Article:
City misses goal of reducing homicides to 175 this year


Mayor Martin O'Malley Baltimore crashed through its goal of reducing this year's homicide toll to 175 -- recording three killings Tuesday night, including one of a juvenile.

Mayor Martin O'Malley, who set the goal when he was running for office in 1999, said that he aims to substantially reduce homicides, even after failing to reach this year's target.

"We set very high expectations for the people of our city," O'Malley said yesterday. "We wanted it to be down to 175 by the end of this year. That's not going to happen. ... We would have hoped to stay within that or even less than that. It just reiterates the fact that there's just much more work that we need to do. We've got our work cut out, and there's no break to be taken in this process."

The city had gone several days without any homicides, but three people were gunned down Tuesday night in separate incidents. One man was shot in the face; another was shot in the back of the head with a shotgun; and a 15-year-old was killed in a double shooting that left a 13-year-old wounded.

The killings come as the city has continued to post gains in reducing violent crime and homicides during the past few years. In the 1990s, the city recorded more than 300 homicides each year.

But in 2000, the number of homicides fell to 261. Last year, Baltimore recorded 256. The city is on pace to achieve similar numbers this year.

Tuesday night's string of killings began about 10:30 p.m., when Reginald Tyler, 27, who was wanted on charges of attempted murder, was fatally shot in the face in the 300 block of E. Lafayette Ave., police said.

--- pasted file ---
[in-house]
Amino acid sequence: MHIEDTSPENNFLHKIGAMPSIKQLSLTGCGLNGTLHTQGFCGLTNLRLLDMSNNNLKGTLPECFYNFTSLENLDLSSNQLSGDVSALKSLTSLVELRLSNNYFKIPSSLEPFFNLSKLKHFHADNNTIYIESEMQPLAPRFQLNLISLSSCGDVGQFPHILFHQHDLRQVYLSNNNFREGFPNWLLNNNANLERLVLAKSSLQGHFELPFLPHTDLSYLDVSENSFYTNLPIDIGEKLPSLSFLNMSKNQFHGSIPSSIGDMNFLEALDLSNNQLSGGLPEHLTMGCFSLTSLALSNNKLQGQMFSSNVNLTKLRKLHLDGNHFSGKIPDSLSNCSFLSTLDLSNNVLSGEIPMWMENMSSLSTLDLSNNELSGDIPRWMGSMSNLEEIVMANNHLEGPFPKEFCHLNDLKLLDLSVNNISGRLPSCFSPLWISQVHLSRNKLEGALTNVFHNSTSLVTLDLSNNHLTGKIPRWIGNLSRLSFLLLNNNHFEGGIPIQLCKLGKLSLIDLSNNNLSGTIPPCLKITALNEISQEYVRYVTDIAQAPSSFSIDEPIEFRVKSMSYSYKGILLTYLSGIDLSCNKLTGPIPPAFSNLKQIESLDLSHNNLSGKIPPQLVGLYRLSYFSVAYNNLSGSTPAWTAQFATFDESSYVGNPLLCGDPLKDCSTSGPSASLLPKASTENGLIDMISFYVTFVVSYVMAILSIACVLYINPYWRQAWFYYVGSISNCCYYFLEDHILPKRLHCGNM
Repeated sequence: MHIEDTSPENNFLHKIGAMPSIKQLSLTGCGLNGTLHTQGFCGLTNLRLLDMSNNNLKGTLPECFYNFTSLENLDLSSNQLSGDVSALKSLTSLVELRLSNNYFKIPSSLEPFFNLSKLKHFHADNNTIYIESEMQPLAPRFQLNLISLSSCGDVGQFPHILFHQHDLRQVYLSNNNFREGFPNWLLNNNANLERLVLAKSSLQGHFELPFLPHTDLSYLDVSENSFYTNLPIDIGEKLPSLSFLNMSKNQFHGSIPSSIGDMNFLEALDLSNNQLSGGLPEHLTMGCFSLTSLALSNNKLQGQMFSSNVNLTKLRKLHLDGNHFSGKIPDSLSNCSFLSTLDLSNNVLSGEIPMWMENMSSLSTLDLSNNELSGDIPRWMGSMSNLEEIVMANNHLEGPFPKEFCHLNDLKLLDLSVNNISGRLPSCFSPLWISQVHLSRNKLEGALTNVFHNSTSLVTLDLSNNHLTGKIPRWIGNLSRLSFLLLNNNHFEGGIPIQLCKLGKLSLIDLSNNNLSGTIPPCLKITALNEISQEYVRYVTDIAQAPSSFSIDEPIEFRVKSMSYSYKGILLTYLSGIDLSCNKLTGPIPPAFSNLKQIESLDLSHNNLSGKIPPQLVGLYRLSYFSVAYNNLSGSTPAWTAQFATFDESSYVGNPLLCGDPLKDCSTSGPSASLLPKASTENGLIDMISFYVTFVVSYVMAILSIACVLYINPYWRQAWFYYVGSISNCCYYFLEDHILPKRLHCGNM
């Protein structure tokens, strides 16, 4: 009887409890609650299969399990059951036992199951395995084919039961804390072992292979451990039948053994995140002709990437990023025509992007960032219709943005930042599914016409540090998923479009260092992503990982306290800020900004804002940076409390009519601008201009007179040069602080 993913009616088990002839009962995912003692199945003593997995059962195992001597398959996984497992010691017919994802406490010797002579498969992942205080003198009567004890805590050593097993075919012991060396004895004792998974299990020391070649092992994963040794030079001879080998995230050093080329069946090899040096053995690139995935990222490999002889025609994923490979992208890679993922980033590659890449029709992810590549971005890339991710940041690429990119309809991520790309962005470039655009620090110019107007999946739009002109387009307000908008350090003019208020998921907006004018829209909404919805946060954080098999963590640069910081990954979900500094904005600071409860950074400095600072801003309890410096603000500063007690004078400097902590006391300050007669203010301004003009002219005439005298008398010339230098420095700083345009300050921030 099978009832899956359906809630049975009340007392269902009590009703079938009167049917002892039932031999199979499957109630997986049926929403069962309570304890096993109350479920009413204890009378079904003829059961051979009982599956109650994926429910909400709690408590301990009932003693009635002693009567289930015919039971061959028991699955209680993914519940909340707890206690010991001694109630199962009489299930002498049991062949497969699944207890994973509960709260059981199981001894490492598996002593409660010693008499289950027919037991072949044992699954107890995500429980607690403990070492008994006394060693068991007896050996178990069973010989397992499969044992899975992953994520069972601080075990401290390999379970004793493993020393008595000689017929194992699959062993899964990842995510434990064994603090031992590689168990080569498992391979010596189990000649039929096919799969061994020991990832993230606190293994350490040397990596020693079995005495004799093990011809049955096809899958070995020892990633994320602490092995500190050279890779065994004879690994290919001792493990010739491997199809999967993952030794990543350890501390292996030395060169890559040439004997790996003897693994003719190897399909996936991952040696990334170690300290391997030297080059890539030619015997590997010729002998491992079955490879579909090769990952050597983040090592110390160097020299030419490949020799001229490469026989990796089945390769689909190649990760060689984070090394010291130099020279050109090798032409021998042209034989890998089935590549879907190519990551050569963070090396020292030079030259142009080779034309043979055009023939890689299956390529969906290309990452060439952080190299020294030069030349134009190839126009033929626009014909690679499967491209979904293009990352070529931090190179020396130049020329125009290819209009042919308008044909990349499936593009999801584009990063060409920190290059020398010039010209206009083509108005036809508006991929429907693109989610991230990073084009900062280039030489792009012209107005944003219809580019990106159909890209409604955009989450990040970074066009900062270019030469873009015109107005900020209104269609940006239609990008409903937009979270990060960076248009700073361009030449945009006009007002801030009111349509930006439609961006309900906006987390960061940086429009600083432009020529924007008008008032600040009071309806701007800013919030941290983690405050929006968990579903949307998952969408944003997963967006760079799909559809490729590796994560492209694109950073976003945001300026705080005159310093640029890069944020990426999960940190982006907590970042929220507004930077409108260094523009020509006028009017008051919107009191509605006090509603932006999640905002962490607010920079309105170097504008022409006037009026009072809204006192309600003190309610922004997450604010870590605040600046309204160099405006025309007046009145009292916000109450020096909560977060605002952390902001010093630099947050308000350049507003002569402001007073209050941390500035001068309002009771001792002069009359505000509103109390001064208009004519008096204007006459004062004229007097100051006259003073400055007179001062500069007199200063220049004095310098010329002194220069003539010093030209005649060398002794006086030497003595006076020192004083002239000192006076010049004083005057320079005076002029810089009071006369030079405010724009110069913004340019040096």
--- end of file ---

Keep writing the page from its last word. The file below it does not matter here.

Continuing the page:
An hour later, Kenneth Levern Hooper, 44, of the 4500 block of Parkside Drive was shot in the back of the head with a shotgun in the 2300 block of Jefferson St., police said.

Just before midnight, 15-year-old Tavon Bibbens was fatally shot and Brandon Bailey, 13, was wounded in the 2500 block of Marbourne Ave., police said. The extent of Bailey's injuries could not be determined yesterday.

Baltimore Police Commissioner Edward T. Norris declined to comment yesterday about the mayor's goal, but many inside and outside the department said they were not surprised that the target was not met.

"It was overly optimistic," said Bert F. Shirey, a former deputy police commissioner. "Was it realistic for Baltimore City? Not in one or two years."

However, Shirey and others applauded O'Malley for setting such a high goal, even if it seemed unreachable.

"At least he stepped to the plate," said Ralph B. Taylor, a professor of criminal justice at Temple University in Philadelphia and author of Breaking Away from Broken Windows, a book about crime-fighting strategies in Baltimore. "That takes guts."

The city faces severe challenges in its effort to substantially reduce homicides. It is grappling with a violent culture fueled by guns and drugs. Nearly 60,000 city residents are addicted to narcotics, although Baltimore has recorded the nation's largest two-year drop in emergency room visits tied to drug use.

The city also has been battling problems associated with youth violence. This year, 26 juveniles have been slain, nine more than in 2001 through the same period.

O'Malley has said reducing youth violence is a top priority.

City Councilman Kenneth N. Harris Sr. said he plans to introduce an ordinance or resolution that would rework the city's decades-old juvenile curfew laws, which were last rewritten in 1995 but are seldom enforced.

Harris said he wants the city to enforce the law, but change it so that youths are not taken to police stations but to recreation centers or libraries so they can engage in wholesome activities until their parents pick them up.

Phoenix has been using a similar juvenile program since 1993, with children who are picked up at night receiving supervision from city parks department employees in parks or recreation centers until they are turned over to their parents, according to a 40-page report on crime-fighting strategies that Harris and others released this week.

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